University of Sydney Professor Geoff McCaughan of Sydney Local Health District (SLHD) says it appears that large numbers of hepatitis C (HCV) sufferers are missing the opportunity to receive the new treatments for reasons which are as much social as well as medical.

HCV can now be easily treated - and in most cases cured - by taking one of a recently developed class of oral drugs called Direct Acting Antivirals (DAAs). DAAs are molecules which target specific non-structural proteins of the virus and result in disruption of viral replication and infection. They can be taken as a daily capsules, require only 6-12 weeks of therapy, have minimal side effects and cure HCV in over 95 per cent of cases.

“These DAAs are a total revolution in the treatment of HCV, which is a major cause of mortality and morbidity and the development of liver cancer around the world,’ says Professor McCaughan.

In March, 2016, Australia became the first country in the world to make the new drugs available without any restriction to any patient in the community through the Pharmaceutical Benefits Scheme.

“When that happened we treated enormous numbers of patients very, very quickly because we had them on our books and they had been attending our care over the last decade,” says Professor McCaughan.

“We treated them over a 6-12 month period but after 12 months the numbers of people we were seeing in our hospital clinics fell dramatically and we were not sure why.

“We think we’ve treated only about a third of all those infected with hepatitis C in Australia and, when you consider that about 1 per cent of the Australian population is infected with HCV, that means there’s a very large number of people who could be cured, but aren’t receiving the new treatments.”

Getting to the bottom of why so many people are not taking part in the new treatments is the purpose of a research project by Professor McCaughan, University of Sydney Professor Jacob George of Western Sydney Local Health District and colleagues, which is currently funded by Sydney Health Partners.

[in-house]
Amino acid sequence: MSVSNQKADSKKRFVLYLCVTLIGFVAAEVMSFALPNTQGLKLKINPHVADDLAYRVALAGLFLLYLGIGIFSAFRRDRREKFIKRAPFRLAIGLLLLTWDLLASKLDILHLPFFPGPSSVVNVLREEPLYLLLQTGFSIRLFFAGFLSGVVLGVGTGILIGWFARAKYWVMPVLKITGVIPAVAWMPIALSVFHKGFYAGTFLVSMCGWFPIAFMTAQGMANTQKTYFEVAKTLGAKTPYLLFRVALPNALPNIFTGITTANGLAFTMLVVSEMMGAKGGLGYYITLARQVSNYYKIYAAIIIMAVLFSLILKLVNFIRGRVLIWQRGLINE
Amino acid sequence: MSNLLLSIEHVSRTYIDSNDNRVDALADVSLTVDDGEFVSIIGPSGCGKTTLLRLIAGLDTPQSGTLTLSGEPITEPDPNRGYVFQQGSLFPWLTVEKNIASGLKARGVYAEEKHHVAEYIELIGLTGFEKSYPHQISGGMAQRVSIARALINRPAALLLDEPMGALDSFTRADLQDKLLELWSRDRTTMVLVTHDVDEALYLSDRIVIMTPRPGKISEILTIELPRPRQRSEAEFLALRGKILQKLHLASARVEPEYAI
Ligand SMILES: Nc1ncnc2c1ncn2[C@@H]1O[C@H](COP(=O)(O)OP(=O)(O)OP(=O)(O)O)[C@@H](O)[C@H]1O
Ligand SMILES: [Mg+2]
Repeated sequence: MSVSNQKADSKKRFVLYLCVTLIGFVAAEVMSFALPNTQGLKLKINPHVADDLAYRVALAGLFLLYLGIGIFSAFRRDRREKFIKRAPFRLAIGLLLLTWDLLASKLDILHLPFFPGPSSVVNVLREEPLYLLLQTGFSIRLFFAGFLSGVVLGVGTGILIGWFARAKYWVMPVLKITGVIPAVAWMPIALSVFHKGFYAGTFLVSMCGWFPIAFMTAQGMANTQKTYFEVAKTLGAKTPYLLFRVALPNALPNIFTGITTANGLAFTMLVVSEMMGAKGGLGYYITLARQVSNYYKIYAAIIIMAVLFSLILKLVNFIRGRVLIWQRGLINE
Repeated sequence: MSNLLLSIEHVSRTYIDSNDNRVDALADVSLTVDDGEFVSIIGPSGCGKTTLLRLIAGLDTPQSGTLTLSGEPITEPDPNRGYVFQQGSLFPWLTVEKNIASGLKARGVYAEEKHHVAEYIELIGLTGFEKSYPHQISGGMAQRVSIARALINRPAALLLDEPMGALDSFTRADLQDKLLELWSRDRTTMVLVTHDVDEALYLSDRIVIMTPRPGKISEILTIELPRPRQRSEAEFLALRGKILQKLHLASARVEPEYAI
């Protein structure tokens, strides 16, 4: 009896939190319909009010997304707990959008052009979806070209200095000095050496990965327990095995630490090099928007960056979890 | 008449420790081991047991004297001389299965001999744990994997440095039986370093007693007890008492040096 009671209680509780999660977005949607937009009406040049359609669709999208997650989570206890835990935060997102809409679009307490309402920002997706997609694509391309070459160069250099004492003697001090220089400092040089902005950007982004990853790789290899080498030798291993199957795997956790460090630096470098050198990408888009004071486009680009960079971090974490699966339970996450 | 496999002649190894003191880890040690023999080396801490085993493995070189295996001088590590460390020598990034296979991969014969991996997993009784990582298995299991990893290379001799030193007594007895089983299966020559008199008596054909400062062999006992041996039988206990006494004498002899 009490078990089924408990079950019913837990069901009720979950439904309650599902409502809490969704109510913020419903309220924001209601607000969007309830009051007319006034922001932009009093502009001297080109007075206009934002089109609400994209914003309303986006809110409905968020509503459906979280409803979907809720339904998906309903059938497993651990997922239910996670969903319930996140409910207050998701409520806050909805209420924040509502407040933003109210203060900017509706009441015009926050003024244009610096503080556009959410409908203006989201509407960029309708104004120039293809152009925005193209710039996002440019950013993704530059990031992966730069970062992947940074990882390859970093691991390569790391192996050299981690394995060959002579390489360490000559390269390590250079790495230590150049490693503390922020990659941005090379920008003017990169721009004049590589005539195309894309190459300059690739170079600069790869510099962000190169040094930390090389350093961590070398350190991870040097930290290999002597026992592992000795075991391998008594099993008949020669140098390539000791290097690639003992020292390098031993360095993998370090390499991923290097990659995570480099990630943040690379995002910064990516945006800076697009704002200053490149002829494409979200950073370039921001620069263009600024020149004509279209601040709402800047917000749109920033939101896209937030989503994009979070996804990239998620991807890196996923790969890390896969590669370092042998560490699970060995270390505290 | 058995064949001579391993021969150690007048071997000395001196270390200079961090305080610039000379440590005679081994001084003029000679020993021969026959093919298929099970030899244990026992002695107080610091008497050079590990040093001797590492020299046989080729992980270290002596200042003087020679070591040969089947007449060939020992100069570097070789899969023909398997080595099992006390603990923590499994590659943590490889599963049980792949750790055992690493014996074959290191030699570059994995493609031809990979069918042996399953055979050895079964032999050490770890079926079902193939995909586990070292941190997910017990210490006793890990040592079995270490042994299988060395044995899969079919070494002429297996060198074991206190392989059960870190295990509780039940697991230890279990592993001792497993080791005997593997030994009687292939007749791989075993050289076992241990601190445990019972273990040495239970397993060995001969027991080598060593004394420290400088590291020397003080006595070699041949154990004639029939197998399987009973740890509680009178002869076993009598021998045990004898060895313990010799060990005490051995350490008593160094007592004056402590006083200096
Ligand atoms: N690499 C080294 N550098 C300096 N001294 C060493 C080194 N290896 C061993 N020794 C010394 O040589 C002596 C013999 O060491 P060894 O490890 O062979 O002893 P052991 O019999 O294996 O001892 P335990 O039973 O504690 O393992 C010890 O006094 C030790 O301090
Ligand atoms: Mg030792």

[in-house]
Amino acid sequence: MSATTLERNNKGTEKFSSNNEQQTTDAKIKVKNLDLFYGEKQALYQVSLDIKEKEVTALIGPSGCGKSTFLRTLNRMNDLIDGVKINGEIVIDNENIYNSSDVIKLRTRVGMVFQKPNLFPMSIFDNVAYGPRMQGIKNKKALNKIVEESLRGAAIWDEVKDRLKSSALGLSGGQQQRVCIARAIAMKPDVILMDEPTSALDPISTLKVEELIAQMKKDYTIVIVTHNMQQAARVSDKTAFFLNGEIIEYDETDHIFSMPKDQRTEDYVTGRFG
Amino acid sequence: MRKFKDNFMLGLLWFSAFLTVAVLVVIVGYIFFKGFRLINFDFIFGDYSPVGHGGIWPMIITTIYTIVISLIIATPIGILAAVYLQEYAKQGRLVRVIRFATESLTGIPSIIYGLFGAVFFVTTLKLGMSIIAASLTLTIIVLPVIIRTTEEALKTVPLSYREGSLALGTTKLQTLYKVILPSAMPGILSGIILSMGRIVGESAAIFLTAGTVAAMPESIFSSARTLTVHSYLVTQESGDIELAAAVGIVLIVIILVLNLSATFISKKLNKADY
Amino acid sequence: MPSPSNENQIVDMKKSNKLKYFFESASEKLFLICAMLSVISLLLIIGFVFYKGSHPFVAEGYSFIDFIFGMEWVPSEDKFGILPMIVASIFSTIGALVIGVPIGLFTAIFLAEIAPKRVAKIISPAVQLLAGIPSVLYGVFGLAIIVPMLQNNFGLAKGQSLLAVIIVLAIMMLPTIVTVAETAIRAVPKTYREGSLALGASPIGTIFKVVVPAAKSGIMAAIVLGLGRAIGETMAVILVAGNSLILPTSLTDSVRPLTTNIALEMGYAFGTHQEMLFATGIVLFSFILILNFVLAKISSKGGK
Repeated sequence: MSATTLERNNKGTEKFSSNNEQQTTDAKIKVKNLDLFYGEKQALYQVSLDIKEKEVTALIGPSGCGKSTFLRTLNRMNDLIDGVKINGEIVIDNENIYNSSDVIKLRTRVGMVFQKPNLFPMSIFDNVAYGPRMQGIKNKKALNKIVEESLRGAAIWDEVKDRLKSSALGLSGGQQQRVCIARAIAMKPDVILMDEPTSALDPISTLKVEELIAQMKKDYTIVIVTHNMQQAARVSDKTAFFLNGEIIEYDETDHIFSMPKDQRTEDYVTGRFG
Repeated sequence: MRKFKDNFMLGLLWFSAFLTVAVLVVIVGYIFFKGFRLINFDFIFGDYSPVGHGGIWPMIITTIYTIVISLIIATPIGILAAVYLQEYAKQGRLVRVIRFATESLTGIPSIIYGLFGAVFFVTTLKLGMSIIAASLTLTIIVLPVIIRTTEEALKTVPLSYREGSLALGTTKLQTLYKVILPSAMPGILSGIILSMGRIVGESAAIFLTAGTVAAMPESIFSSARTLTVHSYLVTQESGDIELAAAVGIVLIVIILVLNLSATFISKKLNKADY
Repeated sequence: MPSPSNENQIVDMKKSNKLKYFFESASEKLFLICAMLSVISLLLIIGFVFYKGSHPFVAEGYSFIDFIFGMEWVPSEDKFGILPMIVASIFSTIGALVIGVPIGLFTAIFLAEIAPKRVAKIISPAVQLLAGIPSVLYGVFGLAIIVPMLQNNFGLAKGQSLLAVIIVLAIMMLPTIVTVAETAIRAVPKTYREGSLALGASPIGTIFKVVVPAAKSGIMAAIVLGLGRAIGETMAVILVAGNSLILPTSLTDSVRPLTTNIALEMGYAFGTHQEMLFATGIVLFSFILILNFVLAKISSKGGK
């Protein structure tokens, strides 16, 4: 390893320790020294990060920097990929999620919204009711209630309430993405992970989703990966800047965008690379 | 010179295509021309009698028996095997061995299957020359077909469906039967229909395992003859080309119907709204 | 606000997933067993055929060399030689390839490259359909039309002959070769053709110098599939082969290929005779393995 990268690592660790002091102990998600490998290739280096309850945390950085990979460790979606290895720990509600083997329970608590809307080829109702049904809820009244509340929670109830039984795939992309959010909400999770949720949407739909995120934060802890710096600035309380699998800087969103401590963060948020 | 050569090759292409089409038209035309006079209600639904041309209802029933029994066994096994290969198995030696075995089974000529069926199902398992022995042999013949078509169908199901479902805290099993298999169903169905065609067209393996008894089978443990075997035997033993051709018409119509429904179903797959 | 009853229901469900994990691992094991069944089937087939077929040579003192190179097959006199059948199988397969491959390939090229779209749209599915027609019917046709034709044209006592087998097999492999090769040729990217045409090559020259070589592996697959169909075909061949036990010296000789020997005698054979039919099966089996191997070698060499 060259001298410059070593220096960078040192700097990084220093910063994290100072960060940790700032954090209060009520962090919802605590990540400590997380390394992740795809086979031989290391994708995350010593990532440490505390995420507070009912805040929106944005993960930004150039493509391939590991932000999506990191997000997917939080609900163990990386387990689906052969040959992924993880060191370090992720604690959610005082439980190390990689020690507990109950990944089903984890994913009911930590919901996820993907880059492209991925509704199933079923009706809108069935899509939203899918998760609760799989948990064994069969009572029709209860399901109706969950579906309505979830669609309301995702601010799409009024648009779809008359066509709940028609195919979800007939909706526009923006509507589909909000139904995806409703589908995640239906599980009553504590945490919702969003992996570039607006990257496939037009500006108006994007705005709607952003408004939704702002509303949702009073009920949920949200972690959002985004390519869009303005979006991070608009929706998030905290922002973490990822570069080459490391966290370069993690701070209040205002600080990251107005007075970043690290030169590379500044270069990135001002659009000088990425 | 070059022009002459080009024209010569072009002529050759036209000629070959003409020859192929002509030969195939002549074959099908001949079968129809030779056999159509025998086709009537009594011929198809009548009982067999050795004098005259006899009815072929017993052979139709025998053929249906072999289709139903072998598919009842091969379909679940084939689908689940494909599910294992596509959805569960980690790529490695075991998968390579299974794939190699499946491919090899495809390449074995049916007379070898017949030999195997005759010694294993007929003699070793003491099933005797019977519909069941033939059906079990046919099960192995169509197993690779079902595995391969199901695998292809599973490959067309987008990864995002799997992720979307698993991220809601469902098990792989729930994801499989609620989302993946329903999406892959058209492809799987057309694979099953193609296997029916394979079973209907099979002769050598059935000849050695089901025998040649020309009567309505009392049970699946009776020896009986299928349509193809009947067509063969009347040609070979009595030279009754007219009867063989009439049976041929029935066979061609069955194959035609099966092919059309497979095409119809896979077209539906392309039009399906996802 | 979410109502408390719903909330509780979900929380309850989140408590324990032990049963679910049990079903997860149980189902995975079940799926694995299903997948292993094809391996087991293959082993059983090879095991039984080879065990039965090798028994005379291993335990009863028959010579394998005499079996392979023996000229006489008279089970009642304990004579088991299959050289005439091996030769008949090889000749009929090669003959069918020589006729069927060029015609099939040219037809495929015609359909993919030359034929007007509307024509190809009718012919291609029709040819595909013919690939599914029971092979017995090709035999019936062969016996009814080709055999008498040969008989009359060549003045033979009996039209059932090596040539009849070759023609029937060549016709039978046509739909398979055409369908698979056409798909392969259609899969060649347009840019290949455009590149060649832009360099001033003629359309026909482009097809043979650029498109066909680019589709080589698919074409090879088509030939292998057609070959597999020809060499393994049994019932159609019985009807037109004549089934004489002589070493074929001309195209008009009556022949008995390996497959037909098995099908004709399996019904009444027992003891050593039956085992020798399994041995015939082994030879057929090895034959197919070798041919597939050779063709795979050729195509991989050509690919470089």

The project has two arms: firstly, a health care delivery arm which seeks to get DAAs into the community and available to people who aren’t currently on treatment. Secondly, the project is researching a hypothesis that there is a group of people who are declining to go on to treatment, even though they are aware of the new drugs are available.

“We believe this group has characteristics which are making it much more likely that they will decide not to seek or take part in treatment.

“Our hypothesis is that patients within marginalised communities have a lot of other social and health issues and don’t see HCV – because they are relatively asymptomatic – as a health priority. They’ve got other bigger priorities to deal with, such as their mental health or drug dependency.

“If we understand the barriers in those individual patients and groups of patients then we can start to overcome those barriers and get them onto treatment.”

The project is sending six-person teams of doctors and nurses to “blitz” locations in both inner west and western Sydney where the marginalised can be found - including opioid addiction treatment clinics, mental health facilities and centres providing care to the homeless. By the end of June 2018, more than 550 people had been screened, 94 were found to have HCV and 26 had commenced drug treatment.

SLHD Hepatitis Coordinator Janice Pritchard-Jones said it was an encouraging result in communities which are often very difficult to engage.

“Treating marginalised HCV sufferers with the new drug therapies has proven more difficult and required far more resources than was first predicted,” she said.

“Opioid treatment or mental health staff are understandably prioritising the clients other health needs and we are working closely with them to try and eliminate hepatitis C and reduce liver related illness and death.

“Without the support of Sydney Health Partners to send our team into these marginalised communities, most of these people would probably not have been screened, let alone treated. I think the project is making a big difference and we plan to get many more people cured of hepatitis C.”